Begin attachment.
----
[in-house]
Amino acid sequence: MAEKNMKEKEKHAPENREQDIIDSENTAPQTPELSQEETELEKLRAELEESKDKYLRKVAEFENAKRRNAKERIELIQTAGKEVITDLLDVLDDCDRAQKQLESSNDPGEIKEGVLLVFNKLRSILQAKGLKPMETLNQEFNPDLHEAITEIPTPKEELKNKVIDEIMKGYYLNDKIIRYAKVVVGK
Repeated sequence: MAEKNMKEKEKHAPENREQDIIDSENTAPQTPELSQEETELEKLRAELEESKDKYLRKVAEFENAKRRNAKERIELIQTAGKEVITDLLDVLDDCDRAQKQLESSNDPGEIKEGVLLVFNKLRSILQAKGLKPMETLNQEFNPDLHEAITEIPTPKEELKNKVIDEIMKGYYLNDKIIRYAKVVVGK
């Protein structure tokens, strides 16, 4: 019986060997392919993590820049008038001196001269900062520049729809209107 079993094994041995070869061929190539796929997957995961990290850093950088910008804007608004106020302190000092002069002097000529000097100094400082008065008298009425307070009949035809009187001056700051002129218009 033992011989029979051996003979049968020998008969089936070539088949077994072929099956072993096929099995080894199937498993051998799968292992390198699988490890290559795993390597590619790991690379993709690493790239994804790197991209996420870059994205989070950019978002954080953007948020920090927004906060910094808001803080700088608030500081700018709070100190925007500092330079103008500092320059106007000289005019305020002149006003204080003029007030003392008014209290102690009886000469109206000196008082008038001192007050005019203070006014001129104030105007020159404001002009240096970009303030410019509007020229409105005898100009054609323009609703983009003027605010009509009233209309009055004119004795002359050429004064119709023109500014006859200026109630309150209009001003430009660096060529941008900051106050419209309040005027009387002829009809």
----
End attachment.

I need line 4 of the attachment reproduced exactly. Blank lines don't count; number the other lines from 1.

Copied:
């Protein structure tokens, strides 16, 4: 019986060997392919993590820049008038001196001269900062520049729809209107 079993094994041995070869061929190539796929997957995961990290850093950088910008804007608004106020302190000092002069002097000529000097100094400082008065008298009425307070009949035809009187001056700051002129218009 033992011989029979051996003979049968020998008969089936070539088949077994072929099956072993096929099995080894199937498993051998799968292992390198699988490890290559795993390597590619790991690379993709690493790239994804790197991209996420870059994205989070950019978002954080953007948020920090927004906060910094808001803080700088608030500081700018709070100190925007500092330079103008500092320059106007000289005019305020002149006003204080003029007030003392008014209290102690009886000469109206000196008082008038001192007050005019203070006014001129104030105007020159404001002009240096970009303030410019509007020229409105005898100009054609323009609703983009003027605010009509009233209309009055004119004795002359050429004064119709023109500014006859200026109630309150209009001003430009660096060529941008900051106050419209309040005027009387002829009809």